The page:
Oakland's Marcus Books still thrives as nation's oldest black bookstore

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Marcus Books has been a Bay Area staple for decades and it continues to thrive in Oakland as the nation’s oldest black bookstore.

Marcus Books has always been family owned. Dr. Julian Richardson and his wife, Dr. Raye Richardson, founded the bookstore in 1960 in San Francisco’s Fillmore district inside their printing shop. It was originally called Success Book Store, but they later changed the name to Marcus Books, after political leader and publisher, Marcus Garvey.

Karen Johnson is now a co-owner of Marcus Books with her siblings. She recalls when their father wanted to open the bookstore in his printing shop.

“My dad in his print shop would want to share books with his friends and never got his books back so he said, ‘Let’s start selling books,’” Johnson said. “I asked him, ‘Will white people let you sell black books?’ He said, ‘It’s not about them. This is what we need.’”

Johnson said the bookstore has long prided itself on being a bookstore “for and by black people.” The family opened an Oakland location in the 1970’s near the MacArthur BART station.

After more than 50 years in business and multiple relocations, the family closed its San Francisco bookstore in 2014 due to rising rents. It continues to look for a home in the city, but the Oakland location is still going strong.

On a Tuesday afternoon in February, KTVU found teacher librarian Maureen Sullivan shopping at the store. She came to find books for her students that larger publishers don’t have.

“I used to go there when it was in the Fillmore,” Sullivan said. “It’s an institution. It’s too bad that it’s no longer in San Francisco and there’s hope that will happen again. I’m really glad that Marcus Books still thrives in Oakland.”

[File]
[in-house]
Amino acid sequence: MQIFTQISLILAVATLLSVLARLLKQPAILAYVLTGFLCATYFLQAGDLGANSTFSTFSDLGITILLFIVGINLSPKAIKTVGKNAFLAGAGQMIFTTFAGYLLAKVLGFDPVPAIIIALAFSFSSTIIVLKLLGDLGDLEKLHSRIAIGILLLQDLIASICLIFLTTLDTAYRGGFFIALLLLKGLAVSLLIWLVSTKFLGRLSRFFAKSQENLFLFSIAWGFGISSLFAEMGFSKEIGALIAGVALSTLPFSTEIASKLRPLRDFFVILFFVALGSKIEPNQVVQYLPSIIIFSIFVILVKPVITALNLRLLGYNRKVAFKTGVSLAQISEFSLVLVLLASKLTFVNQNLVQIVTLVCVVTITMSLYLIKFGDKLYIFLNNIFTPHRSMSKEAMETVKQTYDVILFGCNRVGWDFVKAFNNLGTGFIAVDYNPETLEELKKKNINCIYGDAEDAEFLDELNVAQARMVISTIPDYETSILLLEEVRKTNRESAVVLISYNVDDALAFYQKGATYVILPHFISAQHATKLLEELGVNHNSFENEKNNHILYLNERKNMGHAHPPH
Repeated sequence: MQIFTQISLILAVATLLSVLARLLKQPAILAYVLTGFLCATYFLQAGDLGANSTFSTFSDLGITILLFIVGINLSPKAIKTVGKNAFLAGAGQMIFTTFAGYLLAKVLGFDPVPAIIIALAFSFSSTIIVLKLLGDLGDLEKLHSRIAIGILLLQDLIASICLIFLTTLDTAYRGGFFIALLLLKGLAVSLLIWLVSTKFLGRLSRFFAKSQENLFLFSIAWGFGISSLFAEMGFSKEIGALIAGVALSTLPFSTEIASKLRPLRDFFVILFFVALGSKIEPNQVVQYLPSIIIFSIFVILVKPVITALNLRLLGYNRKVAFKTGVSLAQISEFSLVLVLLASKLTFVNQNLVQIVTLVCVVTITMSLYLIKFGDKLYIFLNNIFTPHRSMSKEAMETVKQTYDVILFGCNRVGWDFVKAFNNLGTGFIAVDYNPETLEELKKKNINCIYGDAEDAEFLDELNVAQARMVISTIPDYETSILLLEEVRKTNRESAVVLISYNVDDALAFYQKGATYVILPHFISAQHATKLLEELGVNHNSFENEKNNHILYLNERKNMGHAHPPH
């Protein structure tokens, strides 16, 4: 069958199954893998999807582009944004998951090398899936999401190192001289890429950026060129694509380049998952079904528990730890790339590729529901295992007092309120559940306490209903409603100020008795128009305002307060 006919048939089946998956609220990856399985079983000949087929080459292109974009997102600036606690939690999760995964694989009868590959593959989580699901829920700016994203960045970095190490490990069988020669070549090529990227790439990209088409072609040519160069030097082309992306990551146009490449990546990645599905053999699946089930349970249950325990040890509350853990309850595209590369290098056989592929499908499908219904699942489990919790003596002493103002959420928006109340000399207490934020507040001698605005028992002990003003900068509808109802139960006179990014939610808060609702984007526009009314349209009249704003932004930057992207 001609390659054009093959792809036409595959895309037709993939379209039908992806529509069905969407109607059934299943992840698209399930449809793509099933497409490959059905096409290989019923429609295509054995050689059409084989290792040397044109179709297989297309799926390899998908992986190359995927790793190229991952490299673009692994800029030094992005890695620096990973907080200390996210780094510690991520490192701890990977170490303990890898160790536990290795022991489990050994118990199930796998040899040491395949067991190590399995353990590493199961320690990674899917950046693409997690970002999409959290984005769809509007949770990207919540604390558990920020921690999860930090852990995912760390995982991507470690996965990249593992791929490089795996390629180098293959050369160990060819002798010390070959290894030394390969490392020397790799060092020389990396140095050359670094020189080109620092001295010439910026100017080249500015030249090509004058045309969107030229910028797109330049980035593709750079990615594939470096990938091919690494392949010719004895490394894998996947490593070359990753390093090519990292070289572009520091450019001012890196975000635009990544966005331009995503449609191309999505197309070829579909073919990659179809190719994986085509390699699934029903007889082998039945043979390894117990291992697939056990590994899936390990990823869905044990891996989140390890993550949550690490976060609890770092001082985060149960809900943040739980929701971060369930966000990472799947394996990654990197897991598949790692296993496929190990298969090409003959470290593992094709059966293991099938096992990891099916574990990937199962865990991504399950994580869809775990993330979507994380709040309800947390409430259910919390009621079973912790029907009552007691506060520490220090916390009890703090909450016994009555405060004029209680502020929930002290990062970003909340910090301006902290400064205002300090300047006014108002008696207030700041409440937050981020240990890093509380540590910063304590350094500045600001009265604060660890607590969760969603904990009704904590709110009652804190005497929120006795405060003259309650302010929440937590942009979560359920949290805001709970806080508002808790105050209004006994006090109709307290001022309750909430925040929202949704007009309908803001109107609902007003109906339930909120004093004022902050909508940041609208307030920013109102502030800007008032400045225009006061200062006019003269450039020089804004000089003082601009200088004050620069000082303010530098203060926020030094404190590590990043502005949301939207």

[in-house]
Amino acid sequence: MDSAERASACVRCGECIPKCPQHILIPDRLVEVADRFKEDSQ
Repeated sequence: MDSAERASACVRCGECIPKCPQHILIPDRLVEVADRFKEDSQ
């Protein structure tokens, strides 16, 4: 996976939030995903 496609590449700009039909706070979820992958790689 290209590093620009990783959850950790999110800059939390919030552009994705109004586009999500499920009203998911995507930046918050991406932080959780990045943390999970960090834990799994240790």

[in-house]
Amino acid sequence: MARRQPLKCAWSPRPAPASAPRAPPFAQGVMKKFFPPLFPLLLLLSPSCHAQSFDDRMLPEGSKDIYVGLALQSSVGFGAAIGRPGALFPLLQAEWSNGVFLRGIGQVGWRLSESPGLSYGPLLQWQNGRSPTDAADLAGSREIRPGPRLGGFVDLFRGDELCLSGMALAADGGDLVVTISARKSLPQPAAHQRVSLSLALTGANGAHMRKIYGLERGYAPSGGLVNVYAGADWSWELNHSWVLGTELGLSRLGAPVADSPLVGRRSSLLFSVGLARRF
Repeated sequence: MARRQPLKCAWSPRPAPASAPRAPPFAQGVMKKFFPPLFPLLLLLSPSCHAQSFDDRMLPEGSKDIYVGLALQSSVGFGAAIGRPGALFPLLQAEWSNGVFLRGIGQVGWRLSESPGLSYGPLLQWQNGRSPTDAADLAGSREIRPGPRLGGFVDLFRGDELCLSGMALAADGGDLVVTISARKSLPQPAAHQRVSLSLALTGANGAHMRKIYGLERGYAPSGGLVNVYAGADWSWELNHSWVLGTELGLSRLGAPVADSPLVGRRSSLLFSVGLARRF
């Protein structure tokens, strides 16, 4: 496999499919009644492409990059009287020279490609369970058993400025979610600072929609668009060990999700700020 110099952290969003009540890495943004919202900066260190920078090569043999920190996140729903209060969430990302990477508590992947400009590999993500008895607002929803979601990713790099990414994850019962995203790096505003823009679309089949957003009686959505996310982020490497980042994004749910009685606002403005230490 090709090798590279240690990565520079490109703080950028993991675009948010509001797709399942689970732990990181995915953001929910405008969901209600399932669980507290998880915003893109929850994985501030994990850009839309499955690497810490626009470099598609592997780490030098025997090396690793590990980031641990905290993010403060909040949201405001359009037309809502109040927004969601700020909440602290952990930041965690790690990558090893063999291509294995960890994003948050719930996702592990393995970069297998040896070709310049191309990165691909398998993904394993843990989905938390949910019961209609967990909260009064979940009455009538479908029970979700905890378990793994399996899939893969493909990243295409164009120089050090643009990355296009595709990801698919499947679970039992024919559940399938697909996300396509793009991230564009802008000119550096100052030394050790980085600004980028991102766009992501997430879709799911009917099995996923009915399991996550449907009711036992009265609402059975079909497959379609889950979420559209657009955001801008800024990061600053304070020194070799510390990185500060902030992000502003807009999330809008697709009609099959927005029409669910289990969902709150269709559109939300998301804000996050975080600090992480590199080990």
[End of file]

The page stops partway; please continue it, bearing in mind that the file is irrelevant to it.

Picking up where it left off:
Sullivan bought more than two dozen books for her students for Black History Month. 

New authors also visit the store regularly. Daud Jadi, a former tech manger in Silicon Valley, quit his day job a few years ago to write his first novel. The book is called Requesting a Friend. Jadi said it’s an unconventional love story and he hopes his novel makes it on the shelves at Marcus Books.

“I’ve known about this place since college,” he said. “For me it was a natural thing, a natural progression, to come here first because if I can get my book in Marcus Bookstore then I’ve accomplished something in my life.”

Johnson said many authors and celebrities have graced the bookstore with their presence over the years. Some of the patrons, writers, and speakers include Rosa Parks, Muhammad Ali, Barry White, B.B. King, and Patti LaBelle. Marcus Books also provided meeting spaced that spawned the Black Firefighters Association, the Association of Black Policeman, the Black Nurses Association, and many more organizations.

Johnson said Marcus Books has allowed people to discover their history, strength, and creativity, She said it continues to be a place where black people and other progressives can feel at home.